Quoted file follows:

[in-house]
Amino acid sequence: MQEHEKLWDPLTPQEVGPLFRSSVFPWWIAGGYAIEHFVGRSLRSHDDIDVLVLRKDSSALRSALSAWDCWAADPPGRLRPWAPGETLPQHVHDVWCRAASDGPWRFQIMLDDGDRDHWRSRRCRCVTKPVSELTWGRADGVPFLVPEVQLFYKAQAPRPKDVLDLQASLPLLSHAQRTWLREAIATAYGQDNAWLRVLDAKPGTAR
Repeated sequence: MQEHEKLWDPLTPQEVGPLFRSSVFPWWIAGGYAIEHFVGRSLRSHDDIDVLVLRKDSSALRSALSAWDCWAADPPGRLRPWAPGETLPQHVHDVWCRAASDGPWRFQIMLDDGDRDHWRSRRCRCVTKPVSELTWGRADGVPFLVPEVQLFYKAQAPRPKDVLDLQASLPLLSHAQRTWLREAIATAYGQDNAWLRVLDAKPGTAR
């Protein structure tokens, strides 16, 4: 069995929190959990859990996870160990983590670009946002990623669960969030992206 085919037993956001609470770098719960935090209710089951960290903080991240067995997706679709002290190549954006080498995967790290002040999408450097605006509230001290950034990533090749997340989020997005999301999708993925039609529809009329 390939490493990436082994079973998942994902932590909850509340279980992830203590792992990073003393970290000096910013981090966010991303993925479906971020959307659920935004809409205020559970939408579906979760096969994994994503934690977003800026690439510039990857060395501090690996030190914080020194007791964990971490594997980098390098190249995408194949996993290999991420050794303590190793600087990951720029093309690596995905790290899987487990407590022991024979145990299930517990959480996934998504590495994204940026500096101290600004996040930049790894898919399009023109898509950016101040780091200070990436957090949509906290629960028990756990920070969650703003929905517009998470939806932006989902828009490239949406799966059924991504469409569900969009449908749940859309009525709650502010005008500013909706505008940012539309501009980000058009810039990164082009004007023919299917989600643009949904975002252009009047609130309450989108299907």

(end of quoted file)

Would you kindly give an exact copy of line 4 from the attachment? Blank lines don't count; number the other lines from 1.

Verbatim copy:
């Protein structure tokens, strides 16, 4: 069995929190959990859990996870160990983590670009946002990623669960969030992206 085919037993956001609470770098719960935090209710089951960290903080991240067995997706679709002290190549954006080498995967790290002040999408450097605006509230001290950034990533090749997340989020997005999301999708993925039609529809009329 390939490493990436082994079973998942994902932590909850509340279980992830203590792992990073003393970290000096910013981090966010991303993925479906971020959307659920935004809409205020559970939408579906979760096969994994994503934690977003800026690439510039990857060395501090690996030190914080020194007791964990971490594997980098390098190249995408194949996993290999991420050794303590190793600087990951720029093309690596995905790290899987487990407590022991024979145990299930517990959480996934998504590495994204940026500096101290600004996040930049790894898919399009023109898509950016101040780091200070990436957090949509906290629960028990756990920070969650703003929905517009998470939806932006989902828009490239949406799966059924991504469409569900969009449908749940859309009525709650502010005008500013909706505008940012539309501009980000058009810039990164082009004007023919299917989600643009949904975002252009009047609130309450989108299907």